Professional Experience

Information Technology, Project Management, Municipal Broadband

I was with IBM for over thirty years spanning the late seventies to 2010. During that time I held a number of technical and management positions.  I worked in Information Technology (IT) operations, systems programming, enterprise networking, client server application programming, IT service management, and global IT infrastructure for the Chief Information Officer (CIO) organization.  I moved to Concord in 1999 to work on the integration of Lotus Development Corporation into the IBM Software Group.  At IBM I was a Global Project Executive, which was a certified Project Management role with overall responsibility for large complex projects and client relationships.  

In 2011, I joined Concord's Senior Management Team to serve as Concord's first Chief Information Officer.  Concord had never had IT represented as an independent department prior to my arrival. The CIO of any organization is responsible for the IT strategy and providing the platforms that enable the rest of the organization to do their jobs.  This need was recognized by the Town Manager at the time.  However, there were other more pressing needs as well. 

At the time  I joined Concord's IT department, headcount had fallen to zero and there was a serious technology deficit with some systems dating back to the 1990's.   I was able to build a functional department capable of supporting all the other Town departments.  With the team I put in place, we successfully modernized the infrastructure and replaced virtually every major application system and all server, network and workstation hardware.  The steady progress toward these accomplishments is well documented in the Town's Annual Reports and Budget Books for the years 2012 through 2019.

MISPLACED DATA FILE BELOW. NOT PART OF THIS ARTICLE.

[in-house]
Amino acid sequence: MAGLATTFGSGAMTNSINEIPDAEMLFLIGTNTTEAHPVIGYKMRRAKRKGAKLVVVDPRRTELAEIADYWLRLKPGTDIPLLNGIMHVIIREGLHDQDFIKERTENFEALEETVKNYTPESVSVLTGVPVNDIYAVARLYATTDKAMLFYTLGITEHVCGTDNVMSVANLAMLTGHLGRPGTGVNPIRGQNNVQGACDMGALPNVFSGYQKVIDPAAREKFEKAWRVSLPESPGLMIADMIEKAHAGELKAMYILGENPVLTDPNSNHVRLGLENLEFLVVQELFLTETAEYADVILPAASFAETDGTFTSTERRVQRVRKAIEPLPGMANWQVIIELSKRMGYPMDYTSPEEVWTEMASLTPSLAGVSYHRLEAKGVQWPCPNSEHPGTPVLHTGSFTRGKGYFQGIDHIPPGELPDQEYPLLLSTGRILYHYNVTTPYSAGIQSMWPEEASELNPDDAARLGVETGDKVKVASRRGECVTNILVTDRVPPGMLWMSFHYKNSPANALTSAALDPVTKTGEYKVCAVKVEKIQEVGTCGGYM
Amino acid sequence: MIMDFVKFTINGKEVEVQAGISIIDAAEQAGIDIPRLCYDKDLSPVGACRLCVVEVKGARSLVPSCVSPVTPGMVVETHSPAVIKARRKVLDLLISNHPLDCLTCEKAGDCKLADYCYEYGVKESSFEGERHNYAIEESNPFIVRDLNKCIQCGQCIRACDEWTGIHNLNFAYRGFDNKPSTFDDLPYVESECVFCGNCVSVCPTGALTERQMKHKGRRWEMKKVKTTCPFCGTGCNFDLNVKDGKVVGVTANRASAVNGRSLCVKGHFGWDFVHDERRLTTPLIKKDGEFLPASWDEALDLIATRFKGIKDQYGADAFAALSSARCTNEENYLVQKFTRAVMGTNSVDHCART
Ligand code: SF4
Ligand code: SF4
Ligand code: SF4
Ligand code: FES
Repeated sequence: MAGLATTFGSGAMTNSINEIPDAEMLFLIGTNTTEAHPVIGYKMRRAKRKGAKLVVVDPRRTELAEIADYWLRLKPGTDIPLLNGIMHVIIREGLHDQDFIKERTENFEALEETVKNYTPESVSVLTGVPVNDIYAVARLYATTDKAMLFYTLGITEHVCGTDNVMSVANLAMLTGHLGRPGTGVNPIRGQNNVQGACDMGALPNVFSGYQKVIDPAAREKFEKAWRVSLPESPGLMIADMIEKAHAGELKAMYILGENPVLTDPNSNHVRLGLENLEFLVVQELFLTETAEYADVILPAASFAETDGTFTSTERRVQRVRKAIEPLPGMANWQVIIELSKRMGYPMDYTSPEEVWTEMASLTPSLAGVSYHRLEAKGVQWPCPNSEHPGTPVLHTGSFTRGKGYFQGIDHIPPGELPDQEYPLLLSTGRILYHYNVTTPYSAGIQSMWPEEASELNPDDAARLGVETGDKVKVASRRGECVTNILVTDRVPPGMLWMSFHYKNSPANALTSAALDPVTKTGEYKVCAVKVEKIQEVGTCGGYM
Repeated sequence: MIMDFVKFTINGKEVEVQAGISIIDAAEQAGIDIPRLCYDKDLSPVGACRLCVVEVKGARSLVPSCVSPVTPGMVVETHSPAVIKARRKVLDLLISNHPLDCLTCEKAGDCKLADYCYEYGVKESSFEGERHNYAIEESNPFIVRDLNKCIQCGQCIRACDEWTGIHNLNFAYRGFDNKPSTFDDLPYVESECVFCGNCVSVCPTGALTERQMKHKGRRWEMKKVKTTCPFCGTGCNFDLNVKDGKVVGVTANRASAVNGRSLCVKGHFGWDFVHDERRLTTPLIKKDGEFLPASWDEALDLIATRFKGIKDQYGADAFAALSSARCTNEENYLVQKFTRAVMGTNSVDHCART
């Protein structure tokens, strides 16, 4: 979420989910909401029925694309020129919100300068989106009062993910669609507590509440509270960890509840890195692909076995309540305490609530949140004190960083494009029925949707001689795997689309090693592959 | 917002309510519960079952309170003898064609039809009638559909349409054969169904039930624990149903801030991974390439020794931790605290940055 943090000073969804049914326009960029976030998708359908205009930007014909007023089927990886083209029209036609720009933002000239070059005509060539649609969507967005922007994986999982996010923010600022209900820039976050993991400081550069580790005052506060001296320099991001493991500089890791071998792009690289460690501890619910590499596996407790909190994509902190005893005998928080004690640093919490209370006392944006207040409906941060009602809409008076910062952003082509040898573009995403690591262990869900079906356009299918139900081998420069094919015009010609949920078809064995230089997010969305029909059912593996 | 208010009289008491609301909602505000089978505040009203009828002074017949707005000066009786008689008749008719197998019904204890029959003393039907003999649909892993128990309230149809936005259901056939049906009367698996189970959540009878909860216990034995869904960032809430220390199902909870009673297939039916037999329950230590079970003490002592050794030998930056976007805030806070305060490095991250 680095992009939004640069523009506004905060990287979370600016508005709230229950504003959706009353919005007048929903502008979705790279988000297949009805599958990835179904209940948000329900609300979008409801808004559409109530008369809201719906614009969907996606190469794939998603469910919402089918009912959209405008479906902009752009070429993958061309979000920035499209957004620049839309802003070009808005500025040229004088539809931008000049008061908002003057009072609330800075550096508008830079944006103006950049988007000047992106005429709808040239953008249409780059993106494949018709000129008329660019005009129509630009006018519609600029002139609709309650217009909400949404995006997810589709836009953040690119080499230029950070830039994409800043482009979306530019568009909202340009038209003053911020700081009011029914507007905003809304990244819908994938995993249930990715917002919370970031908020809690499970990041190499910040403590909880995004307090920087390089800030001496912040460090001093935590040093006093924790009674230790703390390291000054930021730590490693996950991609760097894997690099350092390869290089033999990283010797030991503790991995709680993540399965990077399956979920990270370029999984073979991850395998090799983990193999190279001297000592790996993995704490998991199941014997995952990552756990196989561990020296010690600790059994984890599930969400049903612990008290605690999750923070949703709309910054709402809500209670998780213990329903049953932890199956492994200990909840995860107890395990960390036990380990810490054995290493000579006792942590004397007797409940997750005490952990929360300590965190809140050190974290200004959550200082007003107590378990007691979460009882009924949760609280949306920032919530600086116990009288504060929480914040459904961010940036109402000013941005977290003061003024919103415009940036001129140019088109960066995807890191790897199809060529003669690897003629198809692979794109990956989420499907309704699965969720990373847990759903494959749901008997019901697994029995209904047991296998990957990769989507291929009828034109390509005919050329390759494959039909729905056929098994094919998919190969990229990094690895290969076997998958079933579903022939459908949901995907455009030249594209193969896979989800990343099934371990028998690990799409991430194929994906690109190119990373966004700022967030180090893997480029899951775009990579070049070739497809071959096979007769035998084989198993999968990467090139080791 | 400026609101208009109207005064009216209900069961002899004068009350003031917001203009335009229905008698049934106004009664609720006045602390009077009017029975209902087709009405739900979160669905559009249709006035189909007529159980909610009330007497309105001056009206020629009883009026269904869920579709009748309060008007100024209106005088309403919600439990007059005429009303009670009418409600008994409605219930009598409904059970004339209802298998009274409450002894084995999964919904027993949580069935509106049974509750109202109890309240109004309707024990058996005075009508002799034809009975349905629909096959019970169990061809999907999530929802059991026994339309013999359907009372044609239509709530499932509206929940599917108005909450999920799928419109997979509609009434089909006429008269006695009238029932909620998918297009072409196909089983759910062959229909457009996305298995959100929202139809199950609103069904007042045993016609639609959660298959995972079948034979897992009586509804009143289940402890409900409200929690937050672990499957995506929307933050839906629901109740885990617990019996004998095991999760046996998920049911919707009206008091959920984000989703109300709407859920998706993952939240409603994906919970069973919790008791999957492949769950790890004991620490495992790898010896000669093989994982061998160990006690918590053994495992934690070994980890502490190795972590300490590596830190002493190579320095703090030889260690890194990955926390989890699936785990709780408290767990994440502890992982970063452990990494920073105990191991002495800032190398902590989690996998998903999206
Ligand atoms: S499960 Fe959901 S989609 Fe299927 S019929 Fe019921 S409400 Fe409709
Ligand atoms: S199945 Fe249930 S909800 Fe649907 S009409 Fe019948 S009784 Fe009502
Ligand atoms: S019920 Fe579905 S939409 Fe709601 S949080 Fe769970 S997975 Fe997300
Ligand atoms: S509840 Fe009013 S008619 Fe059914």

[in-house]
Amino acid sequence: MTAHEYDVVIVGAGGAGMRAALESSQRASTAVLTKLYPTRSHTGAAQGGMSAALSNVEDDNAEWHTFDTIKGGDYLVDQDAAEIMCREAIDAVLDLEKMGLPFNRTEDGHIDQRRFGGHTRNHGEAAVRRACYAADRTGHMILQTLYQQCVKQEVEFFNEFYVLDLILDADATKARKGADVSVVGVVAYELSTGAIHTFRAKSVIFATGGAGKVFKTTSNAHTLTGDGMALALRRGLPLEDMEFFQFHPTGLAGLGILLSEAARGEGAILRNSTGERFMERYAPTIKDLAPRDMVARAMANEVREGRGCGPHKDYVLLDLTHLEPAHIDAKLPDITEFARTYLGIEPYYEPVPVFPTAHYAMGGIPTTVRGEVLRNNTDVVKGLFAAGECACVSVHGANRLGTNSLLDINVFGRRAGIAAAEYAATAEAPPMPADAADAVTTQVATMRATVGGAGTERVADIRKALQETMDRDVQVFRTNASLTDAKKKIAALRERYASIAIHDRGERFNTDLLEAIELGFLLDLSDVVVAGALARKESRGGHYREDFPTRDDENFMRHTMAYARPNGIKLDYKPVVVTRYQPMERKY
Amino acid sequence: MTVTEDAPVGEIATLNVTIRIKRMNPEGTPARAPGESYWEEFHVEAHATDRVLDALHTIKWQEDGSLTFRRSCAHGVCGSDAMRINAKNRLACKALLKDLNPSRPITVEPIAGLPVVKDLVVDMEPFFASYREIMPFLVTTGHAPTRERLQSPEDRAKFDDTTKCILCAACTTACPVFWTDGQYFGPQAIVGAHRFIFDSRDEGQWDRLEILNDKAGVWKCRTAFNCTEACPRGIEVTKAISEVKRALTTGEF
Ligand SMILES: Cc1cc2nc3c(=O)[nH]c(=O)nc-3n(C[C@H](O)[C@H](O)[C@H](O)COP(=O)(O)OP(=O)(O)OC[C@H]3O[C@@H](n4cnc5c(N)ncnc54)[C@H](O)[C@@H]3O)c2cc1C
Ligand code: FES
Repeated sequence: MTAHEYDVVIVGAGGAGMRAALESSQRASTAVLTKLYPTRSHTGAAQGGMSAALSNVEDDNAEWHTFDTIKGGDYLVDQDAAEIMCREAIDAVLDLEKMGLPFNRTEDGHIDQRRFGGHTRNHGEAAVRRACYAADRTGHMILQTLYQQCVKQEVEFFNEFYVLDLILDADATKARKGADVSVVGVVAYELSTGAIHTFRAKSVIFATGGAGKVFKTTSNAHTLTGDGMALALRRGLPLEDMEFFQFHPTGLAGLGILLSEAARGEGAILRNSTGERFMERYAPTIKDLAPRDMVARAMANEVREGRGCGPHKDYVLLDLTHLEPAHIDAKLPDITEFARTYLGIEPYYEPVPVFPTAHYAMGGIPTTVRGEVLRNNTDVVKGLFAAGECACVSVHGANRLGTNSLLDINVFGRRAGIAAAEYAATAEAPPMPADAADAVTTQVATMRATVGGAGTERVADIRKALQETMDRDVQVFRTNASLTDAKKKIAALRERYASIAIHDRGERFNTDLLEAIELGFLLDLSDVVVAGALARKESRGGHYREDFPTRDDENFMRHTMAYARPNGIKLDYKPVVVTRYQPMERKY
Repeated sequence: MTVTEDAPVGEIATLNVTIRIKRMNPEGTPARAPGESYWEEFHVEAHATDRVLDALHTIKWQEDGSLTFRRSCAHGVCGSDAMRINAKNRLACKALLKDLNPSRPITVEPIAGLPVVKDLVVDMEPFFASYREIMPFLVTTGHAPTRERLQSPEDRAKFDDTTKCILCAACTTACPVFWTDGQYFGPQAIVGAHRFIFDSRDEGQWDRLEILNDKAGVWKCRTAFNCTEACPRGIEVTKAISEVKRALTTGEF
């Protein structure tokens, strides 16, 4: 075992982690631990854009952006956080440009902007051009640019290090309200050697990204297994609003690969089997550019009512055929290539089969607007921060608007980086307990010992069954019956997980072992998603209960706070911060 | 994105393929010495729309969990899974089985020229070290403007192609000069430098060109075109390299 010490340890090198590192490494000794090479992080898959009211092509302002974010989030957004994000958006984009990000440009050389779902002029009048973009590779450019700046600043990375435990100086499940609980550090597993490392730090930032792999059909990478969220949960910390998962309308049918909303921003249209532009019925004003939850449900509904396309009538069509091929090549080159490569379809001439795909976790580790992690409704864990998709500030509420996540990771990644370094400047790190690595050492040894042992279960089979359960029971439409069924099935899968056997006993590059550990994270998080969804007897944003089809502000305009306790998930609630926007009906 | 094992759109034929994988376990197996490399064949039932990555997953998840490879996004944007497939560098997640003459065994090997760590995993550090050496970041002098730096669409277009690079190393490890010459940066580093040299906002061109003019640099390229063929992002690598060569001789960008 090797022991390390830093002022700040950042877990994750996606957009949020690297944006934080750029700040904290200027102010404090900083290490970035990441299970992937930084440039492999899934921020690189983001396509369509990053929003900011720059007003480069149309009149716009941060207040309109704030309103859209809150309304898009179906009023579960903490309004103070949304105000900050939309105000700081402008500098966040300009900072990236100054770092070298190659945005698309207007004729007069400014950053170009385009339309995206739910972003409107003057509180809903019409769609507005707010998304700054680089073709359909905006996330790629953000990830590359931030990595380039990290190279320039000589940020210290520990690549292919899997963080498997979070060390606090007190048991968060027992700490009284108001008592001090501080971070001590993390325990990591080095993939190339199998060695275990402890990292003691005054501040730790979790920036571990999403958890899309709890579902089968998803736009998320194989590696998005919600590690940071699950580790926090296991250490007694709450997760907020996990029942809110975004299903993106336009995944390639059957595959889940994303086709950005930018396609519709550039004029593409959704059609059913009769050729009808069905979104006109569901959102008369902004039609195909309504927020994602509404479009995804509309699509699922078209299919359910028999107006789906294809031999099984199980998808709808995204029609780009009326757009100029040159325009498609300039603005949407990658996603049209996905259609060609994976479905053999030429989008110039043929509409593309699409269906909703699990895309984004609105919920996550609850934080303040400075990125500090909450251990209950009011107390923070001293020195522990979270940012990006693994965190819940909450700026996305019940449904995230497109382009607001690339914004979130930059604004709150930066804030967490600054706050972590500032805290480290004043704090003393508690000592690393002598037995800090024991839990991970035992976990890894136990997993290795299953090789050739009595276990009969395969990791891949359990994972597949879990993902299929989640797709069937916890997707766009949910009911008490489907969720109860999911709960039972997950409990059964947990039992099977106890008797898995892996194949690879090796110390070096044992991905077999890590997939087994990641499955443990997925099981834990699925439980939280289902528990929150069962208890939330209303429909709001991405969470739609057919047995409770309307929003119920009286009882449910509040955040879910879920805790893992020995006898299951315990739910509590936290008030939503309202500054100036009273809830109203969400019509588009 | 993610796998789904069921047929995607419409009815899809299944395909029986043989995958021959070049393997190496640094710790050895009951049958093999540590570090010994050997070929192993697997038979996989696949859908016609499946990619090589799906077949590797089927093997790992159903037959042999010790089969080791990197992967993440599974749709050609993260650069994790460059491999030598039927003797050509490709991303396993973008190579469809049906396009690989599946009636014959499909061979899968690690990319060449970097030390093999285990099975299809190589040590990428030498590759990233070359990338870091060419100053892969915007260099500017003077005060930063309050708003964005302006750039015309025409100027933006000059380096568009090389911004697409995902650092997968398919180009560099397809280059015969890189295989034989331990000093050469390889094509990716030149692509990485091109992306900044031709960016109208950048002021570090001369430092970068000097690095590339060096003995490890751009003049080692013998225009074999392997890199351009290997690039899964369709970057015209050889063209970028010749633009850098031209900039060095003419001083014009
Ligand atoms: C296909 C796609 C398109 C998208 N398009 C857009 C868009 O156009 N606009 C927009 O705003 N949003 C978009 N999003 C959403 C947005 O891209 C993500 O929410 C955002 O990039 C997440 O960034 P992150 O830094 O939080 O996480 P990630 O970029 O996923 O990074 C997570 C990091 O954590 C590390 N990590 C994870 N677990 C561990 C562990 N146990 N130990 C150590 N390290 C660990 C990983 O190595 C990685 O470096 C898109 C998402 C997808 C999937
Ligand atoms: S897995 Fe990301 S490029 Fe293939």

As Concord's CIO I gained first-hand knowledge that will inform my approach to the Select Board.  Municipal staff responsibilities are very diverse, often exceeding those of enterprises many times its size. Town employees are hard-working, dedicated and occasionally long-suffering in the face of sometimes inadequate resources, constant attention needs to be paid to ensure they have the tools they need.   Attracting and retaining professional and technical staff to work in the Concord municipal environment is challenging; the management team needs some relief in this area. 

In 2012 I created the business plan for CMLP's fiber-to-the-home (FTTH) Internet service known as Concord Light Broadband.  The 2013 Town Meeting approved a one million dollar borrowing authorization for the startup.  Over the next six years, I managed the Broadband service, growing it to over one thousand customers. The Concord Municipal Light Plant (CMLP) fiber network was initially constructed as part of CMLP's promotion of electrothermal heating and envisioned to support a Smart Grid.  The idea to provide Internet service over the fiber was widely supported by earlier cable committees. Using the network in this way had the benefit of helping to spread the cost of ownership over a broader base.  The story of exactly how this took place is documented here by the Harvard University Berkman Klein Center for Internet & Society. 

The Internet Service startup was very successful.  The service enjoys high customer loyalty and satisfaction and is financially viable. Yet, as mentioned on my community involvement page,  I have come to learn that we could potentially have done better in creating equitable availability of the service.   There is still plenty of opportunity to improve on that as documented by the Fiber Broadband Completion Task Force. 

Links to published material on Broadband 

A Fiber Innovator Interview: Concord Municipal Light Plant

This  five minute video interview briefly outlines the history of Concord's fiber network and Broadband service. It also references some of the future potential of the network. It was recorded in the fall of 2018 at a conference by Calix, one of the vendors used in the network build.

In 2018 I authored an OpEd that appeared in the Washington Post. The article argued for the value of Municipally owned Broadband service as a way to protect Net Neutrality, foster economic vitality and provide consumers with choice.  Click the image to read the OpEd.

Produced by the Committee to Elect Mark Howell, 2023